LEVINE: Now, the Department of Defense under General Perna, you know, will still be there in terms of continuity. But in terms of the representatives from Health and Human Services and the administration, we would like to think that they'll be robust conversation and communication as the administration transitions. Obviously, that has not happened as much as it should have yet, but we're hoping that all those communications will be going on forthcoming.
SHAPIRO: Just to get back to the scale of the logistical challenge here, this is a vaccine that requires two doses, weeks apart. Do you have the infrastructure to track and time who has had a first dose when?
LEVINE: Yes, we do. But that is a - an information technology challenge in terms of making sure that we get the right vaccine to the right person at the right time. And then not only the Pfizer vaccine, but the Moderna vaccine. That also is a two-dose vaccine.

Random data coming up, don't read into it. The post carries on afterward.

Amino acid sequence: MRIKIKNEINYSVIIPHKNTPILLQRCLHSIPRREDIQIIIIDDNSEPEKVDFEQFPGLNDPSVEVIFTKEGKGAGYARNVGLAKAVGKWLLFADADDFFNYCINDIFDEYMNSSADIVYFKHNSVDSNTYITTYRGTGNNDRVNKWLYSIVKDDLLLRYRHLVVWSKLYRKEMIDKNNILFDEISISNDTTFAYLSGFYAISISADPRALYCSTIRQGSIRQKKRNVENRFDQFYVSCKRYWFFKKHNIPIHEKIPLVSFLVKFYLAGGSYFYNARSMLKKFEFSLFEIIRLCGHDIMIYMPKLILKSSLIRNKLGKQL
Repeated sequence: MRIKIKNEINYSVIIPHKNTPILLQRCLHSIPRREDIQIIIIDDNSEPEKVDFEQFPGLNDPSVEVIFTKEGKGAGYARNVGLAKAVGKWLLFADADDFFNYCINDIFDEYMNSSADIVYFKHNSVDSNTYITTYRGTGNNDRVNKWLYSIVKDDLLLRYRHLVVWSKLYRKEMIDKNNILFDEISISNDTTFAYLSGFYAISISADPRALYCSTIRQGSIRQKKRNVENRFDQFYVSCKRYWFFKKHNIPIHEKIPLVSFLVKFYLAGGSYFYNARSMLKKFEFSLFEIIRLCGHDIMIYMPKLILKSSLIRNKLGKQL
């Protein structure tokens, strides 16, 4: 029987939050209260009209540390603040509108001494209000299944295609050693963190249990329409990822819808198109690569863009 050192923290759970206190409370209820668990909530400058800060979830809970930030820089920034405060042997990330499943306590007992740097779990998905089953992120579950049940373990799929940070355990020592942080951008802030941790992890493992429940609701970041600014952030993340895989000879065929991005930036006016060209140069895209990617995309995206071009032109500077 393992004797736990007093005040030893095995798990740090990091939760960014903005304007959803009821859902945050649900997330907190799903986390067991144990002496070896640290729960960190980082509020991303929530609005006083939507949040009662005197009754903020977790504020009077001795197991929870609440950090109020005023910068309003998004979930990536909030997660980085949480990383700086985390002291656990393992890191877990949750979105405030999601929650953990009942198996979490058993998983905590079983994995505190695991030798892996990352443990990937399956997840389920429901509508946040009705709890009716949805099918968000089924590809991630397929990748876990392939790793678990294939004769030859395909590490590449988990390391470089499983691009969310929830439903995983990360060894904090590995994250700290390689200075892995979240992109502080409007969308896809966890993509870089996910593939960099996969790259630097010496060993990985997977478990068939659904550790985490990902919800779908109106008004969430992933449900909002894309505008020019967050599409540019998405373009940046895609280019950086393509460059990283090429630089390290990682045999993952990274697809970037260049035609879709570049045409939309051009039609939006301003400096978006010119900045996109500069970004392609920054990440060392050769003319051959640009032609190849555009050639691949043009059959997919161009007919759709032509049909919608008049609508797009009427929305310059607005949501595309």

SHAPIRO: We've heard so many states talk about the extreme budget pressure that they are under, and this is an expensive undertaking. Do you have the money you need to do it? And if not, do you think the federal government is ready to provide it?
LEVINE: Well, it will be essential for the federal government to provide more funding to the states, territories and cities that will be tasked with administering the vaccine. Operation Warp Speed cost billions and billions for the development of the vaccine. Only $340 million has been allocated for the next part of the mission - the distribution and the administration. So clearly, states and territories and cities are going to need more funding from the federal government to finish and accomplish this mission.
SHAPIRO: These issues you're talking about could occupy you for more than 40 hours a week every week. And you are at the same time dealing with a spike in coronavirus cases and having to contact trace people who may have come in contact with exposed individuals, overcrowded hospitals. How are you juggling all of this at once?
LEVINE: Well, again, this is the public health challenge of a lifetime. I don't think any of us have seen a 40-hour week, you know, in our memory.
SHAPIRO: (Laughter) Fair. Yeah.
LEVINE: So, you know, there are three ways...
SHAPIRO: I stand corrected.